Description: The vane method has been shown to be an effective tool in measuring the yield stress of both settled and mixed slurries in laboratory bench scale conditions in supporting assessments of both actual and simulant waste slurries. The vane has also been used to characterize dry powders and granular solids, the effect of non-cohesive solids with interstitial fluids and used as a guide to determine if slip is present in the geometries typically used to perform rheological flow curve measurements. The vane has been extensively characterized for measuring the shear strength in soils in both field and laboratory studies. The objectives for this task are: Fabricate vane instrument; Bench top testing to further characterize the effect of cohesive, non-cohesive, and blends of cohesive/non-cohesive simple simulants; Data from measurement of homogenized and settled bed of Kaolin sludge and assessment of the technology. In this document, the assessment using bench scale measurements of non-cohesive materials (beads) and cohesive materials (kaolin) is discussed. The non-cohesive materials include various size beads and the vane was assessed for depth and deaeration (or packing) via tapping measurements. For the cohesive (or non-Newtonian) materials, flow curves and yield stress measurements are performed using the vane and this data is compared to the traditional concentric cylinder flow curve measurement. Finally, a large scale vane was designed, fabricated, and tested with the cohesive (or non-Newtonian) materials to determine how a larger vane performs in measuring the yield stress and flow curve of settled cohesive solids.
Date: August 31, 2012
Creator: Hansen, E.; Marzolf, A. & Hera, K.
Partner: UNT Libraries Government Documents Department

Tools for NEPA compliance: Baseline reports and compliance guides

Description: Environmental baseline documents and NEPA compliance guides should be carried in every NEPA implementation ``tool kit``. These two indispensable tools can play a major role in avoiding repeated violations of NEPA requirements that have occurred over the past 26 years. This paper describes these tools, discusses their contents, and explains how they are used to prepare better NEPA documents more cost-effectively. Focus is on experience at Sandia Laboratories (NM).
Date: December 31, 1994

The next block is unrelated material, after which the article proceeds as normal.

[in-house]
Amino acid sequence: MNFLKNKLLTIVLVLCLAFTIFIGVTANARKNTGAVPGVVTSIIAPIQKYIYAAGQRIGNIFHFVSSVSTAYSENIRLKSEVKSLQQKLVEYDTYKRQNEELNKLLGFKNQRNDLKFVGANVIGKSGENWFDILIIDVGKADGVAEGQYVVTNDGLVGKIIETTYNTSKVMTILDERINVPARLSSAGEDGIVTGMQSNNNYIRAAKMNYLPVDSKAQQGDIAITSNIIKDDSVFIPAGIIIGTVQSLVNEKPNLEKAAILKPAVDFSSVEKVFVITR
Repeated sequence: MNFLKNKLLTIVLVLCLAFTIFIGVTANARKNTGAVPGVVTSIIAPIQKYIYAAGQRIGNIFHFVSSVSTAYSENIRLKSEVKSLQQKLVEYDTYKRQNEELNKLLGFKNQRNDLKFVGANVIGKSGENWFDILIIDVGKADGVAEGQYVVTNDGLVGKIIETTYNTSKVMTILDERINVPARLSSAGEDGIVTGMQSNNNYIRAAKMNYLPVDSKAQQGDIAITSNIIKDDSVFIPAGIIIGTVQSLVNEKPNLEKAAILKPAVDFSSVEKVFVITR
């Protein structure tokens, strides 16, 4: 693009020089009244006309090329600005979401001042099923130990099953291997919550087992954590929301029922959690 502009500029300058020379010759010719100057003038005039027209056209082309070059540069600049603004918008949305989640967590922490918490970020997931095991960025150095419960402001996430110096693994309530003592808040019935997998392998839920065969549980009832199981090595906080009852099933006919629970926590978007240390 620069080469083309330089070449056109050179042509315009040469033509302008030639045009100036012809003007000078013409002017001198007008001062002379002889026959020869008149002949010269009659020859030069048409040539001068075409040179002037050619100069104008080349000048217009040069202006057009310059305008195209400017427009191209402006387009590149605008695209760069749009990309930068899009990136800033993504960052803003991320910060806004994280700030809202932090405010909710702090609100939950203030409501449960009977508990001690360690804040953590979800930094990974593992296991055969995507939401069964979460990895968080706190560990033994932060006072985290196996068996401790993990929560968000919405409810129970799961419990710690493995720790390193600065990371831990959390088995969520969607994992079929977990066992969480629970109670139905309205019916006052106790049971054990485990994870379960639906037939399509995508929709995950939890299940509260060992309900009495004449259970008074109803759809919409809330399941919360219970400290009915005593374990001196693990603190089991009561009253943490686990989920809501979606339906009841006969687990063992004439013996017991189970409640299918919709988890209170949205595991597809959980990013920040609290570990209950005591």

Creator: Wolff, T.A. & Hansen, R.P.
Partner: UNT Libraries Government Documents Department

Short rotation woody crop trials for energy production in north central U.S.

Description: Tree plantations at several sites have numerous clones with heights greater than 45 feet and diameters of 6+ inches in eight years. The fastest growth rates have been attained in a plantation on a wet site at Milaca, MN, a plantation at Granite Falls, WI, and a plantation at Mondovi, WI, where the largest trees are up to 8 inches DBH at age 8. Mean annual production ranges from 4 to 5+ dry tons per acre in the best clonal blocks, and up to 8.1 tons per acre for the best new hybrids. Reduced growth at some sites was related primarily to insufficient soil water during the growing season, and susceptibility to the disease Septoria musiva. Most tree mortality (36 percent) occurred during the establishment year with only an additional 2 percent mortality over the next 7 years. Leaf tissue nitrogen (N) levels decreased as trees aged and approached the hypothesized 3 percent critical level as trees reached 5- and 6-years old. Fertilization at 75 and 150 lbs/acre N resulted in significant increases in leaf tissue. However, no significant increase in tree growth has been detected. There are significant clonal differences in leaf tissue nitrogen. Hybrid poplar plantations planted on agricultural fields produce significant increases in soil carbon, although there may be carbon loss during the early years of plantation establishment. Septoria musiva is the major pathogen affecting survival and growth of hybrid poplar plantations. A collection of 859 Septoria musiva and Septoria populicola isolates has shown considerably variability in the microorganism. Tissue culture techniques are being used to increase resistance to Septoria in clone NE-308. Over 200 generation 2 plants are ready for field testing in 1995.